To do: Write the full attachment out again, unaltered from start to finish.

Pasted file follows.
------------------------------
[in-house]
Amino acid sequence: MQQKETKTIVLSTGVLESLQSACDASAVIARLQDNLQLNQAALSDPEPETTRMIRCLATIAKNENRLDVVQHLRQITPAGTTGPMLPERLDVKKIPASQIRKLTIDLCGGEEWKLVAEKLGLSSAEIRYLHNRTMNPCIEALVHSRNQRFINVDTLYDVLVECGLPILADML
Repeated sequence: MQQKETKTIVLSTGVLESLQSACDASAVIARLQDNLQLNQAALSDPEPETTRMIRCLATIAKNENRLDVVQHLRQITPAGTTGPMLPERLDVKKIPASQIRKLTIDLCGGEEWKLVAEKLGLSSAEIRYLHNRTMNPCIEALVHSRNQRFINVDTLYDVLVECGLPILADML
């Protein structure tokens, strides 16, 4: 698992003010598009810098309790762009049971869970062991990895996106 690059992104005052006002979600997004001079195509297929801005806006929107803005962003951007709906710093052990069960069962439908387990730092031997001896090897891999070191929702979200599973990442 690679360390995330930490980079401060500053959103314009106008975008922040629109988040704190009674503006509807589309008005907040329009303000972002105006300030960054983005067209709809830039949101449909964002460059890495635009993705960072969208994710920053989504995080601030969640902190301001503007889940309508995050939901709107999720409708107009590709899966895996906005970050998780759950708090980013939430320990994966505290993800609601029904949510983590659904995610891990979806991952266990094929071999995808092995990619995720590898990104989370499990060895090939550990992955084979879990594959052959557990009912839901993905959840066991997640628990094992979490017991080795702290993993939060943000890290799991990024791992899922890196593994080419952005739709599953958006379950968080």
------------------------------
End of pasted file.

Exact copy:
[in-house]
Amino acid sequence: MQQKETKTIVLSTGVLESLQSACDASAVIARLQDNLQLNQAALSDPEPETTRMIRCLATIAKNENRLDVVQHLRQITPAGTTGPMLPERLDVKKIPASQIRKLTIDLCGGEEWKLVAEKLGLSSAEIRYLHNRTMNPCIEALVHSRNQRFINVDTLYDVLVECGLPILADML
Repeated sequence: MQQKETKTIVLSTGVLESLQSACDASAVIARLQDNLQLNQAALSDPEPETTRMIRCLATIAKNENRLDVVQHLRQITPAGTTGPMLPERLDVKKIPASQIRKLTIDLCGGEEWKLVAEKLGLSSAEIRYLHNRTMNPCIEALVHSRNQRFINVDTLYDVLVECGLPILADML
């Protein structure tokens, strides 16, 4: 698992003010598009810098309790762009049971869970062991990895996106 690059992104005052006002979600997004001079195509297929801005806006929107803005962003951007709906710093052990069960069962439908387990730092031997001896090897891999070191929702979200599973990442 690679360390995330930490980079401060500053959103314009106008975008922040629109988040704190009674503006509807589309008005907040329009303000972002105006300030960054983005067209709809830039949101449909964002460059890495635009993705960072969208994710920053989504995080601030969640902190301001503007889940309508995050939901709107999720409708107009590709899966895996906005970050998780759950708090980013939430320990994966505290993800609601029904949510983590659904995610891990979806991952266990094929071999995808092995990619995720590898990104989370499990060895090939550990992955084979879990594959052959557990009912839901993905959840066991997640628990094992979490017991080795702290993993939060943000890290799991990024791992899922890196593994080419952005739709599953958006379950968080």